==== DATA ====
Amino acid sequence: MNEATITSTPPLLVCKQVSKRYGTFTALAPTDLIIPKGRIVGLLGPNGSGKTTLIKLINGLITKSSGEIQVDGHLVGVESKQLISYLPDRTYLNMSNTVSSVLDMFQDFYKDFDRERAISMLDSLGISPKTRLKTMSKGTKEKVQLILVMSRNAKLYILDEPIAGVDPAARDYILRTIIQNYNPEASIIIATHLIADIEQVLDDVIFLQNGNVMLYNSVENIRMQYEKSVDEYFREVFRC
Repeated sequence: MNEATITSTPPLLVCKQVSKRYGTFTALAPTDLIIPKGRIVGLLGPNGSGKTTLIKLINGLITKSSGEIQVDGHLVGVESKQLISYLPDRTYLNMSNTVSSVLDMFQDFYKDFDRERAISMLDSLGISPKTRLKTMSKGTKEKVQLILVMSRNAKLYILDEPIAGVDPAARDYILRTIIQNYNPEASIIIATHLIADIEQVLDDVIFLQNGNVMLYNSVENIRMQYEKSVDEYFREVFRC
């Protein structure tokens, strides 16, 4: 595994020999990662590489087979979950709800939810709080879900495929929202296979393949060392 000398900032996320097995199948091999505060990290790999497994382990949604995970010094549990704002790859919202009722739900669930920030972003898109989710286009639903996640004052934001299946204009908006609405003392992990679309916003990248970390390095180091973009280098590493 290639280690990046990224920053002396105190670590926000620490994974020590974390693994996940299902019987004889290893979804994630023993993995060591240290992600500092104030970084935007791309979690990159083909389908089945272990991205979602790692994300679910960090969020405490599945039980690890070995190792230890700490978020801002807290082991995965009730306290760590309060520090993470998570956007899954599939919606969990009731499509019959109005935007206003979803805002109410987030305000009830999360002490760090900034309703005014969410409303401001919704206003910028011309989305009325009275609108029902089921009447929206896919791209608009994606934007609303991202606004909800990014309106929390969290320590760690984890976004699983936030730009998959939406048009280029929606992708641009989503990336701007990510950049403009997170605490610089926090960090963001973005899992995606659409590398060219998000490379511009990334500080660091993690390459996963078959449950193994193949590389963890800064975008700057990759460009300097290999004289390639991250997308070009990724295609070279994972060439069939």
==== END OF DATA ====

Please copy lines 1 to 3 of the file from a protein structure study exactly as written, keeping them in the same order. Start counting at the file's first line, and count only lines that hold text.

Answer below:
Amino acid sequence: MNEATITSTPPLLVCKQVSKRYGTFTALAPTDLIIPKGRIVGLLGPNGSGKTTLIKLINGLITKSSGEIQVDGHLVGVESKQLISYLPDRTYLNMSNTVSSVLDMFQDFYKDFDRERAISMLDSLGISPKTRLKTMSKGTKEKVQLILVMSRNAKLYILDEPIAGVDPAARDYILRTIIQNYNPEASIIIATHLIADIEQVLDDVIFLQNGNVMLYNSVENIRMQYEKSVDEYFREVFRC
Repeated sequence: MNEATITSTPPLLVCKQVSKRYGTFTALAPTDLIIPKGRIVGLLGPNGSGKTTLIKLINGLITKSSGEIQVDGHLVGVESKQLISYLPDRTYLNMSNTVSSVLDMFQDFYKDFDRERAISMLDSLGISPKTRLKTMSKGTKEKVQLILVMSRNAKLYILDEPIAGVDPAARDYILRTIIQNYNPEASIIIATHLIADIEQVLDDVIFLQNGNVMLYNSVENIRMQYEKSVDEYFREVFRC
């Protein structure tokens, strides 16, 4: 595994020999990662590489087979979950709800939810709080879900495929929202296979393949060392 000398900032996320097995199948091999505060990290790999497994382990949604995970010094549990704002790859919202009722739900669930920030972003898109989710286009639903996640004052934001299946204009908006609405003392992990679309916003990248970390390095180091973009280098590493 290639280690990046990224920053002396105190670590926000620490994974020590974390693994996940299902019987004889290893979804994630023993993995060591240290992600500092104030970084935007791309979690990159083909389908089945272990991205979602790692994300679910960090969020405490599945039980690890070995190792230890700490978020801002807290082991995965009730306290760590309060520090993470998570956007899954599939919606969990009731499509019959109005935007206003979803805002109410987030305000009830999360002490760090900034309703005014969410409303401001919704206003910028011309989305009325009275609108029902089921009447929206896919791209608009994606934007609303991202606004909800990014309106929390969290320590760690984890976004699983936030730009998959939406048009280029929606992708641009989503990336701007990510950049403009997170605490610089926090960090963001973005899992995606659409590398060219998000490379511009990334500080660091993690390459996963078959449950193994193949590389963890800064975008700057990759460009300097290999004289390639991250997308070009990724295609070279994972060439069939």